Carrack is in Types of Ship.
Carrack. A carrack is a three or four-masted ocean-going sailing ship that was developed in the 14th to 15th centuries in Europe, most notably in Portugal. Evolved from the single-masted cog.
On 08 Jun 1587 the English fleet commanded by Francis Drake Privateer 1540-1596 (47) sighted a Portuguese carrack, the São Filipe, twenty leagues from the Island of São Miguel, returning from the Indies laden with treasure. After a brief exchange of fire it was captured, the first ship to be so on the return run from the Indies. Its enormous fortune of gold, spices, and silk was valued at £108,000 (of which 10% was to go to Francis Drake Privateer 1540-1596 (47)); the fleet returned to England, arriving on 06 July 1587. The expedition led by Francis Drake Privateer 1540-1596 (47) was a resounding military success: over one hundred Spanish vessels of different tonnages were destroyed or captured during the expedition. Economic and material losses caused to the Spanish fleet by the English attack ensured that Spanish plans for the invasion of England had to be postponed for over a year. It was not until Aug 1588 that the Armada was ready to leave for the British Isles.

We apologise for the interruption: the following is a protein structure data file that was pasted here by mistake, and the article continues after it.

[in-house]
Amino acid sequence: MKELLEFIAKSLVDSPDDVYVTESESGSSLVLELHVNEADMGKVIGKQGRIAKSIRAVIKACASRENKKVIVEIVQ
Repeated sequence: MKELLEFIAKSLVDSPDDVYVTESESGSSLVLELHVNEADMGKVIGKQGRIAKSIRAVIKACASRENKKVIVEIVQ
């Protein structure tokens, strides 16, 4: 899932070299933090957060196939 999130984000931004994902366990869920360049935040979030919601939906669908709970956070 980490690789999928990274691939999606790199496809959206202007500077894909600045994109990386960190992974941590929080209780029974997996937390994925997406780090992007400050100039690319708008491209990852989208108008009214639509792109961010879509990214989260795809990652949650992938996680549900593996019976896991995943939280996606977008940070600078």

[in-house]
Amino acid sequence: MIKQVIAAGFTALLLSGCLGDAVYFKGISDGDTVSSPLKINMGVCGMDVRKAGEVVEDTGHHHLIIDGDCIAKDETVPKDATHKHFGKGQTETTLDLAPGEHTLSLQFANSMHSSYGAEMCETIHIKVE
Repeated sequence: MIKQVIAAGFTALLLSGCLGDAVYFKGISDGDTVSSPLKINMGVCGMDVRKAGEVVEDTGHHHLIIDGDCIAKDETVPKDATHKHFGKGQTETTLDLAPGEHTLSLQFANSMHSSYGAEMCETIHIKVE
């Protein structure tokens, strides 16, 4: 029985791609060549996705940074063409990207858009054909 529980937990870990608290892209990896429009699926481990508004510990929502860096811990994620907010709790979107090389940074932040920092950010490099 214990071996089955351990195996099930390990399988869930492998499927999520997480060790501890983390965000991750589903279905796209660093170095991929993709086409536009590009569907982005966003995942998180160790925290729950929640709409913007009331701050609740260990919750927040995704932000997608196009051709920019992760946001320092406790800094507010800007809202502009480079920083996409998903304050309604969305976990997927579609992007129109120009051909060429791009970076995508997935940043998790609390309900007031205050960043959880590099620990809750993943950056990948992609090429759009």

The Henry Grace à Dieu was a English carrack of the King's Fleet in the 16th century, and in her day the largest warship in the world. Built by William Bond (master shipwright) under the direction of Robert Brygandine (clerk of the ships), she had a large forecastle four decks high, and a stern castle two decks high. She was 165 feet (50 m) long, measuring 1,000 tons burthen[a] and having a complement of 700 men.